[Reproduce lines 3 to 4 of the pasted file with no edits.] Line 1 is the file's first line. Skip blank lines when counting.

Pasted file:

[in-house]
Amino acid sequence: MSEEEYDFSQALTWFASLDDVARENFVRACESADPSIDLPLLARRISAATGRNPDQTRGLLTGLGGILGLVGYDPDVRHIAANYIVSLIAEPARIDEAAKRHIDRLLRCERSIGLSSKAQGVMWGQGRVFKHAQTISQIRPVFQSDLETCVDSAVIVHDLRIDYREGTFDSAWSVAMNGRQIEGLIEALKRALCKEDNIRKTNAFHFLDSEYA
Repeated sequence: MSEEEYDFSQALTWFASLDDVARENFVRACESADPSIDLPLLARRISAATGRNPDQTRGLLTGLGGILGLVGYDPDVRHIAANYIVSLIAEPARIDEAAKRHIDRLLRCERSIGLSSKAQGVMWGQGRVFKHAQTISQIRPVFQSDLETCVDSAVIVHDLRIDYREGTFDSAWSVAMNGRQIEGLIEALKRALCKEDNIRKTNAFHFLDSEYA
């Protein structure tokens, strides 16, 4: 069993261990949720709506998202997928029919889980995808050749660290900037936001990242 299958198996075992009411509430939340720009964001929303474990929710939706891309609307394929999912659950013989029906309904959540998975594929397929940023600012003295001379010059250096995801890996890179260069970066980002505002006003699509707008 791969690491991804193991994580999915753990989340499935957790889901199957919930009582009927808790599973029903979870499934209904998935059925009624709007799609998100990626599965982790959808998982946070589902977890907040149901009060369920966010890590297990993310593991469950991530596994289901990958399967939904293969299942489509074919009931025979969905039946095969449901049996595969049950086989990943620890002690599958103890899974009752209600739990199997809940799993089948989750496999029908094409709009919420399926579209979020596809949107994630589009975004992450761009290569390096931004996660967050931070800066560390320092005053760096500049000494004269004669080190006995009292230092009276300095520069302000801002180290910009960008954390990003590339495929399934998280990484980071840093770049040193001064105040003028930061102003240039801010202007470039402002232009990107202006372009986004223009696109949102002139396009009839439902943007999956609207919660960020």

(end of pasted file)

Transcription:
Repeated sequence: MSEEEYDFSQALTWFASLDDVARENFVRACESADPSIDLPLLARRISAATGRNPDQTRGLLTGLGGILGLVGYDPDVRHIAANYIVSLIAEPARIDEAAKRHIDRLLRCERSIGLSSKAQGVMWGQGRVFKHAQTISQIRPVFQSDLETCVDSAVIVHDLRIDYREGTFDSAWSVAMNGRQIEGLIEALKRALCKEDNIRKTNAFHFLDSEYA
């Protein structure tokens, strides 16, 4: 069993261990949720709506998202997928029919889980995808050749660290900037936001990242 299958198996075992009411509430939340720009964001929303474990929710939706891309609307394929999912659950013989029906309904959540998975594929397929940023600012003295001379010059250096995801890996890179260069970066980002505002006003699509707008 791969690491991804193991994580999915753990989340499935957790889901199957919930009582009927808790599973029903979870499934209904998935059925009624709007799609998100990626599965982790959808998982946070589902977890907040149901009060369920966010890590297990993310593991469950991530596994289901990958399967939904293969299942489509074919009931025979969905039946095969449901049996595969049950086989990943620890002690599958103890899974009752209600739990199997809940799993089948989750496999029908094409709009919420399926579209979020596809949107994630589009975004992450761009290569390096931004996660967050931070800066560390320092005053760096500049000494004269004669080190006995009292230092009276300095520069302000801002180290910009960008954390990003590339495929399934998280990484980071840093770049040193001064105040003028930061102003240039801010202007470039402002232009990107202006372009986004223009696109949102002139396009009839439902943007999956609207919660960020």